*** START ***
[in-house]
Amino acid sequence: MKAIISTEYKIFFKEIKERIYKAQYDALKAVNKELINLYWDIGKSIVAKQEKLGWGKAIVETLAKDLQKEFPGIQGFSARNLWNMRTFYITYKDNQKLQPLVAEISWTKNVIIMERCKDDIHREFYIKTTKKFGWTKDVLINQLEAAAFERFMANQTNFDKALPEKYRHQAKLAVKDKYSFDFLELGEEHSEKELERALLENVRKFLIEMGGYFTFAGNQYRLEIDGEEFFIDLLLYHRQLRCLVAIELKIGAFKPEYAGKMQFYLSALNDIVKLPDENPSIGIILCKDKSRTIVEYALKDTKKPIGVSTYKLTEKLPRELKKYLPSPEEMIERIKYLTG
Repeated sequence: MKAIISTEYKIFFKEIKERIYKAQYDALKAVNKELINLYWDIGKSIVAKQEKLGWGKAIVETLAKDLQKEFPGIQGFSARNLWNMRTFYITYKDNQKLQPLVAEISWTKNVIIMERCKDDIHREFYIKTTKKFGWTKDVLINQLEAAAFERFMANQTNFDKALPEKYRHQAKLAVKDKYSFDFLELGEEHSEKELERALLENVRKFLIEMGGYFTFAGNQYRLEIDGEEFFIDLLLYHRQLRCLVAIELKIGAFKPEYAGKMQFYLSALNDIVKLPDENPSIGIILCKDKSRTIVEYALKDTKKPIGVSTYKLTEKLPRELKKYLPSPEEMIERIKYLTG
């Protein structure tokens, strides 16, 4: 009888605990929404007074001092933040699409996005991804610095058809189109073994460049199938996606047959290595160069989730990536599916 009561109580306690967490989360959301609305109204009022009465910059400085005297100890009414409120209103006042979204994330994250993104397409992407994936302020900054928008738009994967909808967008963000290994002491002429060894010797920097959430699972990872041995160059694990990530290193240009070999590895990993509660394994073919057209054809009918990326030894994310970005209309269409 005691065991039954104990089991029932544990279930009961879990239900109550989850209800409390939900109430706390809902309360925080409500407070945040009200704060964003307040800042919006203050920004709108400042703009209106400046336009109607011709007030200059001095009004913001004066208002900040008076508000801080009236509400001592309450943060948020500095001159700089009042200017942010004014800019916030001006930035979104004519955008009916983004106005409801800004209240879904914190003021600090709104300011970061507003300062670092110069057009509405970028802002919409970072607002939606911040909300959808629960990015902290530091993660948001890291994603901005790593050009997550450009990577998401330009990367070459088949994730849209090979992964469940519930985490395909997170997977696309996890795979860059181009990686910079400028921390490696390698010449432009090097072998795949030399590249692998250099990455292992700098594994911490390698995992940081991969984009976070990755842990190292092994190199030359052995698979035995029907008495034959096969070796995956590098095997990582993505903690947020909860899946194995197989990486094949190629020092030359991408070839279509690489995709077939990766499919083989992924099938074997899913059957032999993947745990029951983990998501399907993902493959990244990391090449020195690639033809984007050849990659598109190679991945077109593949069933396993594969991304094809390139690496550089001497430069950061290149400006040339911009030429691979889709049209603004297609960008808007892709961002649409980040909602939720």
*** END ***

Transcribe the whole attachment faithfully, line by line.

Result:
[in-house]
Amino acid sequence: MKAIISTEYKIFFKEIKERIYKAQYDALKAVNKELINLYWDIGKSIVAKQEKLGWGKAIVETLAKDLQKEFPGIQGFSARNLWNMRTFYITYKDNQKLQPLVAEISWTKNVIIMERCKDDIHREFYIKTTKKFGWTKDVLINQLEAAAFERFMANQTNFDKALPEKYRHQAKLAVKDKYSFDFLELGEEHSEKELERALLENVRKFLIEMGGYFTFAGNQYRLEIDGEEFFIDLLLYHRQLRCLVAIELKIGAFKPEYAGKMQFYLSALNDIVKLPDENPSIGIILCKDKSRTIVEYALKDTKKPIGVSTYKLTEKLPRELKKYLPSPEEMIERIKYLTG
Repeated sequence: MKAIISTEYKIFFKEIKERIYKAQYDALKAVNKELINLYWDIGKSIVAKQEKLGWGKAIVETLAKDLQKEFPGIQGFSARNLWNMRTFYITYKDNQKLQPLVAEISWTKNVIIMERCKDDIHREFYIKTTKKFGWTKDVLINQLEAAAFERFMANQTNFDKALPEKYRHQAKLAVKDKYSFDFLELGEEHSEKELERALLENVRKFLIEMGGYFTFAGNQYRLEIDGEEFFIDLLLYHRQLRCLVAIELKIGAFKPEYAGKMQFYLSALNDIVKLPDENPSIGIILCKDKSRTIVEYALKDTKKPIGVSTYKLTEKLPRELKKYLPSPEEMIERIKYLTG
């Protein structure tokens, strides 16, 4: 009888605990929404007074001092933040699409996005991804610095058809189109073994460049199938996606047959290595160069989730990536599916 009561109580306690967490989360959301609305109204009022009465910059400085005297100890009414409120209103006042979204994330994250993104397409992407994936302020900054928008738009994967909808967008963000290994002491002429060894010797920097959430699972990872041995160059694990990530290193240009070999590895990993509660394994073919057209054809009918990326030894994310970005209309269409 005691065991039954104990089991029932544990279930009961879990239900109550989850209800409390939900109430706390809902309360925080409500407070945040009200704060964003307040800042919006203050920004709108400042703009209106400046336009109607011709007030200059001095009004913001004066208002900040008076508000801080009236509400001592309450943060948020500095001159700089009042200017942010004014800019916030001006930035979104004519955008009916983004106005409801800004209240879904914190003021600090709104300011970061507003300062670092110069057009509405970028802002919409970072607002939606911040909300959808629960990015902290530091993660948001890291994603901005790593050009997550450009990577998401330009990367070459088949994730849209090979992964469940519930985490395909997170997977696309996890795979860059181009990686910079400028921390490696390698010449432009090097072998795949030399590249692998250099990455292992700098594994911490390698995992940081991969984009976070990755842990190292092994190199030359052995698979035995029907008495034959096969070796995956590098095997990582993505903690947020909860899946194995197989990486094949190629020092030359991408070839279509690489995709077939990766499919083989992924099938074997899913059957032999993947745990029951983990998501399907993902493959990244990391090449020195690639033809984007050849990659598109190679991945077109593949069933396993594969991304094809390139690496550089001497430069950061290149400006040339911009030429691979889709049209603004297609960008808007892709961002649409980040909602939720």